♥︎Advocate for your beloved companion just as you would for your child or significant other. Just because the person treating your pet has been their veterinarian for years doesn’t guarantee their diagnosis/treatment is correct. If a little voice creeps into your head questioning the treatment or if you get an uneasy feeling in your stomach ~ act. Question your vet, ask for a second opinion from another doctor in the practice. Don’t just assume that because they have DVM after their name they’re automatically right. Callie is proof that mistakes happen and tragically, the cost of that mistake was her life.
♥︎Don’t allow a vet, their tech or their assistant to intimidate you. They need toaccept that you have your pets best interest at heart and understand when you question something. If they are unwilling to listen then find a new practice.
♥︎Never, ever give up if your pet is given a serious diagnosis like cancer. Don’t let the high cost keep you from getting treatment (if the age and prognosis is favorable). There are many organizations that can hep fund the treatment along with Care Credit, fundraising, social media to name a few.
♥︎Know when to say goodbye. None of us want to lose our beloved pet and sometimes that causes us to hold on “just a little longer”. Ask yourself “Am I doing this for the RIGHT reason? If it was me, would I want my family to keep me alive despite my failing health?” Always remember that it’s the quality of your pet’s life vs the quantity of days. As painful as it is, be prepared to give your faithful friend that one final gift.
♥︎Spay/neuter and keep vaccinations up to date. Yes the vet visit can be expensive but if you can’t afford pet insurance call your vet to ask about prices then incorporate them into your budget so that when the time comes you’ll have the money. Also keep in mind that many communities offer low cost rabies vaccinations and animal organizations offer low cost spay/neuter clinics. Do your homework ~ your pets good health is worth it. Trust me, that mani/pedi can wait; monthly heart worm prevention can’t.
♥︎Enjoy, enjoy, enjoy! Carve time from your schedule to spend with your faithful friend. Take walks, go to a lake or even a lawn sprinkler in summer. Toss a few snowballs in the winter or frolic in freshly fallen snow.Go hiking whether in the mountains or a stroll on a city sidewalk. Create your own adventure! Talk to your friend while cooking, sewing, working on your car. Surprise them with a treat they love like deer antlers, rawhide or a stuffy. Make a ritual you and your pet can do together and that they can look forward to such as getting the daily newspaper, waiting for the school bus or walking to the post office. We don’t realize it at the time but each interaction fills pages in a memory book that will last forever within our hearts.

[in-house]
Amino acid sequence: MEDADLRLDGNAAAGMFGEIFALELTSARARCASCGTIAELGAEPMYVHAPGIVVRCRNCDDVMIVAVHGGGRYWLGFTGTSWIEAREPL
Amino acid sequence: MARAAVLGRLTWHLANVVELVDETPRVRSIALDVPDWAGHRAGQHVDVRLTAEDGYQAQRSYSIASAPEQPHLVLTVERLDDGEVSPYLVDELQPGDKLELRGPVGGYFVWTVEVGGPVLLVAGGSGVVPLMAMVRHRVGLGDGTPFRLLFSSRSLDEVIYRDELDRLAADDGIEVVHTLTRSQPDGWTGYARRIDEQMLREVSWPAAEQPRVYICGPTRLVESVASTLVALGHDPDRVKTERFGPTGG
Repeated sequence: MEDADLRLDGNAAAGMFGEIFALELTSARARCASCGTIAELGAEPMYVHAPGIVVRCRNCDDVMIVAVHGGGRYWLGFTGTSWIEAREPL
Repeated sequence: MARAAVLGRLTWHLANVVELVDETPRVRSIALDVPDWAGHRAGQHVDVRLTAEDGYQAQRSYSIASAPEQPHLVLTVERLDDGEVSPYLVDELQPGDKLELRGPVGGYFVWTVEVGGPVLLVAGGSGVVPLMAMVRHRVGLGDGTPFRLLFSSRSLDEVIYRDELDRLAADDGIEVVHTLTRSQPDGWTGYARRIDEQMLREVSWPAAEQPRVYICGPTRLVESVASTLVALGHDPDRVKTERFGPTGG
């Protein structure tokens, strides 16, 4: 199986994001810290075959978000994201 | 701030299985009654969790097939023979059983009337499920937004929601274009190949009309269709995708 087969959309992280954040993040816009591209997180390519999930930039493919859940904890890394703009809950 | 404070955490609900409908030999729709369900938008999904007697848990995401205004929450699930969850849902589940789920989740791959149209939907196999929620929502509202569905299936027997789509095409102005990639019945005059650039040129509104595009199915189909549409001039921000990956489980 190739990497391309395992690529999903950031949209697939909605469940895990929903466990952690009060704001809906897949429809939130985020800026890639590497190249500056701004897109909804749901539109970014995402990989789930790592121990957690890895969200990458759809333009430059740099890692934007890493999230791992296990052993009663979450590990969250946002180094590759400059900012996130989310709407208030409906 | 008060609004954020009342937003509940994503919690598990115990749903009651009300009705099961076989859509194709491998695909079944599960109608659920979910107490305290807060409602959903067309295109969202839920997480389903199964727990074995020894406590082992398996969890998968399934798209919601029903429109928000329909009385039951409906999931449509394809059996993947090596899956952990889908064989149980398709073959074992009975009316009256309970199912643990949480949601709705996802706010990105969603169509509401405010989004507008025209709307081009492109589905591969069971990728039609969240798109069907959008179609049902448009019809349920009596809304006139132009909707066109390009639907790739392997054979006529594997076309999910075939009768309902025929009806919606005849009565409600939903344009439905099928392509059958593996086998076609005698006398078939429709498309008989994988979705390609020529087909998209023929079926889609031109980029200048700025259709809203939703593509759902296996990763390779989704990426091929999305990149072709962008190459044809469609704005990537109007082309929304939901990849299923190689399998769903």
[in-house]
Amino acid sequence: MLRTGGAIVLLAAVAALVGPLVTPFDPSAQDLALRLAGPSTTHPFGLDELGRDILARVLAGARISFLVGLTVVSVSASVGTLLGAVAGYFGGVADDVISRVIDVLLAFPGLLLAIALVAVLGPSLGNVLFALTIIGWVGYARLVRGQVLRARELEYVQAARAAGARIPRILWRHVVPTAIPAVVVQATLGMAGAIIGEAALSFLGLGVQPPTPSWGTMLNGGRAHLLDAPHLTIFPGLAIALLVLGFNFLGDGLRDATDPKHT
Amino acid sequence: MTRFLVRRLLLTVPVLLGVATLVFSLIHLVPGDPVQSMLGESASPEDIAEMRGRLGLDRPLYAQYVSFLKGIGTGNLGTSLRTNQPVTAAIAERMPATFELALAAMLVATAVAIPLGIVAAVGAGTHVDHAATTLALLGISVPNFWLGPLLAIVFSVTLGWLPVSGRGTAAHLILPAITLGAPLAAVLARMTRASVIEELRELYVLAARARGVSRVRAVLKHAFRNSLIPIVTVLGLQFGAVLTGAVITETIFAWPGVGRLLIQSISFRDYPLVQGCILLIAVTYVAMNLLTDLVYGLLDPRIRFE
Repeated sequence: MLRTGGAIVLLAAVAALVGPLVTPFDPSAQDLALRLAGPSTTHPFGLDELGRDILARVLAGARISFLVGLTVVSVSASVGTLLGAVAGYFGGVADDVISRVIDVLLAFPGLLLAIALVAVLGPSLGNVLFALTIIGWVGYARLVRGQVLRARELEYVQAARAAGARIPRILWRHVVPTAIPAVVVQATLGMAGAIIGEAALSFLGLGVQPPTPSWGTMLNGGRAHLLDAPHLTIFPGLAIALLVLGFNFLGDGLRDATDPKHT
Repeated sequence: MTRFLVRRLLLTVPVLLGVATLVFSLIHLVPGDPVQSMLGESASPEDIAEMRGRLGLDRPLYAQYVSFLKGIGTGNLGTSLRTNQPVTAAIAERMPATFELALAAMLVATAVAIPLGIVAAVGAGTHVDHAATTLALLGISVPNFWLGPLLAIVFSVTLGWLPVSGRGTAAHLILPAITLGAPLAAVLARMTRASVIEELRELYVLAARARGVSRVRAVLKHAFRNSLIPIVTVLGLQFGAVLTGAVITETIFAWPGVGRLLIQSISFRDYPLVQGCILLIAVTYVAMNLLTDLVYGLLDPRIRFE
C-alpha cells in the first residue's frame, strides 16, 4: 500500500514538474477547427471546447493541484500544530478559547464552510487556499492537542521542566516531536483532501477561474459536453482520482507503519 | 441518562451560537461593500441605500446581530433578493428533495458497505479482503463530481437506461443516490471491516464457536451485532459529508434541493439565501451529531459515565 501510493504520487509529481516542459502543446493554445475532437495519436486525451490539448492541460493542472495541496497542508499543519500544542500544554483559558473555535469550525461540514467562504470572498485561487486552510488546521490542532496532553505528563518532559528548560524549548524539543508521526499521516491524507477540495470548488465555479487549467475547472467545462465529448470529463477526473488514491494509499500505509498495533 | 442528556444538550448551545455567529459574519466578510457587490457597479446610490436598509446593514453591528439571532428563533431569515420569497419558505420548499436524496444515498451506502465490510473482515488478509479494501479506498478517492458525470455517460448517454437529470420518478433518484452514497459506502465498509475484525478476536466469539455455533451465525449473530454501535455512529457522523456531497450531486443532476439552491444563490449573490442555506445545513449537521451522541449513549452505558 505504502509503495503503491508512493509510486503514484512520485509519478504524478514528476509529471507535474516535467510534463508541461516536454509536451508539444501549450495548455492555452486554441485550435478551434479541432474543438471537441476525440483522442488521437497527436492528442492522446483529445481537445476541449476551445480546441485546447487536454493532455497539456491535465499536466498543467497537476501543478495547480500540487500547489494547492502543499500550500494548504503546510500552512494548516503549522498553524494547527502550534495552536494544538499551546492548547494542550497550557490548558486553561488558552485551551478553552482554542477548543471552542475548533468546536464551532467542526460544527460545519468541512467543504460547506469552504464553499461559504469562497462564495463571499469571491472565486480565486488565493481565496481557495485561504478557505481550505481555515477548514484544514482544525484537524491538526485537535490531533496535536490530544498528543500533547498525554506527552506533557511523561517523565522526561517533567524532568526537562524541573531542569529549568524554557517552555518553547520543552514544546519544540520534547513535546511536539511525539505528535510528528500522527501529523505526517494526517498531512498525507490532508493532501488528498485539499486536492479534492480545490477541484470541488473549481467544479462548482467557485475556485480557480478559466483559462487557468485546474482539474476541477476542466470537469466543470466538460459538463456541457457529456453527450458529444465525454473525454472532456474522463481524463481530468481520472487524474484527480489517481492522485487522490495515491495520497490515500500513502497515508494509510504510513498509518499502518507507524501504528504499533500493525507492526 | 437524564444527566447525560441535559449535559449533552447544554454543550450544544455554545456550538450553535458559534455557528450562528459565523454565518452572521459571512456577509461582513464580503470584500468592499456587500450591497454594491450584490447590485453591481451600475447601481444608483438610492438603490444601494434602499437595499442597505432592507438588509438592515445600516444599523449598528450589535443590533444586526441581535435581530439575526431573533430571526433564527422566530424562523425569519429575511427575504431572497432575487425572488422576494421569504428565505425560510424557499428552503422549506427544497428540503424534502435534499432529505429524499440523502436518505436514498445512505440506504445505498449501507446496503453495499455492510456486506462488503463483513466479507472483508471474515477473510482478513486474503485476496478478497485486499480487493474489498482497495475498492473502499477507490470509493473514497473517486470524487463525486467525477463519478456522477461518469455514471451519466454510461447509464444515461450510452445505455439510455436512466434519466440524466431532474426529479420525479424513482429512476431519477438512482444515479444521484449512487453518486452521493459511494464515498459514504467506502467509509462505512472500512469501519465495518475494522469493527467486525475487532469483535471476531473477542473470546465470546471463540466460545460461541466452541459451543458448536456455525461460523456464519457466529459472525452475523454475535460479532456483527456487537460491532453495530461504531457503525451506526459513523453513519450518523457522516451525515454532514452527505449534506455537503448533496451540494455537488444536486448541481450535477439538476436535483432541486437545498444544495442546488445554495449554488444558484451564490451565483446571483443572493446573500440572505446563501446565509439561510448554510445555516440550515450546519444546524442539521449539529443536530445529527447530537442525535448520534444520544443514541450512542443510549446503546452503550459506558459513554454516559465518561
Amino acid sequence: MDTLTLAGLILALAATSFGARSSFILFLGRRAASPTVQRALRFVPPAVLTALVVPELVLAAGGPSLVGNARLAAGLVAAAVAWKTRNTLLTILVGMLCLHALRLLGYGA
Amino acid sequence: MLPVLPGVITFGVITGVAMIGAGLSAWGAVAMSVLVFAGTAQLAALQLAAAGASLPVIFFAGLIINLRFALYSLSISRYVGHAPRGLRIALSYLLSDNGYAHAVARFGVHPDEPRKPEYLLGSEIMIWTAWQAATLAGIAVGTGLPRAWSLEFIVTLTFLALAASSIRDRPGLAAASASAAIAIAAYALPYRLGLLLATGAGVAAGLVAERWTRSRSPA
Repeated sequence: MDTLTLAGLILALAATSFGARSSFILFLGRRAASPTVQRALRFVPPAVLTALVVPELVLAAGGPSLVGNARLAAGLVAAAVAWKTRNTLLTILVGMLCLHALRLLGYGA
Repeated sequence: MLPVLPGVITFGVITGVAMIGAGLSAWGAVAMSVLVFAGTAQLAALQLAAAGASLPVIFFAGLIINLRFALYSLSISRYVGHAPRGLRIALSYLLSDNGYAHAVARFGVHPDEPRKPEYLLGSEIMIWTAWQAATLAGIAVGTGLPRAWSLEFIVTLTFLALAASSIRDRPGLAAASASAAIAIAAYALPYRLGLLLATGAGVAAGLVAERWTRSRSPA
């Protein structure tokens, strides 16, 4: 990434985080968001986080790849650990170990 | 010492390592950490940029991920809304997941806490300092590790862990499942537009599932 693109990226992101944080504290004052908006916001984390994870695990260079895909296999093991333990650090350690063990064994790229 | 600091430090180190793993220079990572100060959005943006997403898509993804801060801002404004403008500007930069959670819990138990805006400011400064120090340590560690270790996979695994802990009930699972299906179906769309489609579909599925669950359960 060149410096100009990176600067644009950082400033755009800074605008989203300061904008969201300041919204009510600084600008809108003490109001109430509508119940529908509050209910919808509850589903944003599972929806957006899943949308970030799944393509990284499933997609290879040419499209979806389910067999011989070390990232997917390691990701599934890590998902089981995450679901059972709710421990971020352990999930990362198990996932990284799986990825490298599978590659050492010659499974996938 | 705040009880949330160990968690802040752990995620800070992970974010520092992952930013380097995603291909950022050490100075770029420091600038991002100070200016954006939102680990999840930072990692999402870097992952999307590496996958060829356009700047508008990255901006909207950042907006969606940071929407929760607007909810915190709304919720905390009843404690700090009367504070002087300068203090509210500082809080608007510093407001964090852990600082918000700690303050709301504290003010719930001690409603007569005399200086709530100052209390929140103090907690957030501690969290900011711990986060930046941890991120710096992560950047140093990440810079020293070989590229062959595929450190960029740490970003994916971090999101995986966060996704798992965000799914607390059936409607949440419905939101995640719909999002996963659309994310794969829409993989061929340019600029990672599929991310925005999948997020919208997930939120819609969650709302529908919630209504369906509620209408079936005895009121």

♥︎Finally, love them unconditionally just as they do you. In a 100 years, will those occasional dog hairs on your black coat really matter? Trust me, I’d give the world to find some of Callie’s precious black hairs anywhere!
Thank you for taking the time to read this. Now go hug your pet!
This has been my most difficult post to date. I actually wrote it a week ago but whenever I tried to post I simply couldn’t get my finger to scroll the touchpad to the Publish widget. Even tonight the simple task of proof reading has taken on a life of its own ~ so I’m just doing it…
I’ve pondered my own question since I initially posted it on June 22 and think that in my case it’s safe to say it doesn’t. Life will be going along at a steady happy pace then out of the blue something happens and you’re transported back to a place you thought was long gone. A place, a time, or even a state of mind that you thought was buried with time yet here it is, front and center, reducing you to a bundle of spiraling emotions and tense nerve endings. You actually experience a physiological state called fight or fight.
The other night I wanted to escape all the horror in the world; the attack in France, assassination of police in Dallas, the civil unrest brewing in America and the ongoing terrorism in other parts of the world. I wanted to forget about my drive to spread the plight of K9s dying in hot police cars throughout social media. I wanted a night away from researching my dog Sasha’s complex and ever-changing medical needs so I turned to an ongoing and numerous subject ~ my hair. Blogged about my efforts over the years to have Pantene like hair and failing. I went to bed that night without a weight on my shoulders and it was truly wonderful. The next morning I was home alone with the dogs when it sounded like a knock on the front door. The dogs went ballistic because a knock on my door is truly a rarity. We live off the beaten path and our driveway is akin to a steep, dirt logging road disappearing up through trees. The only person that comes here with any regularity is the UPS delivery driver because I buy through Amazon frequently.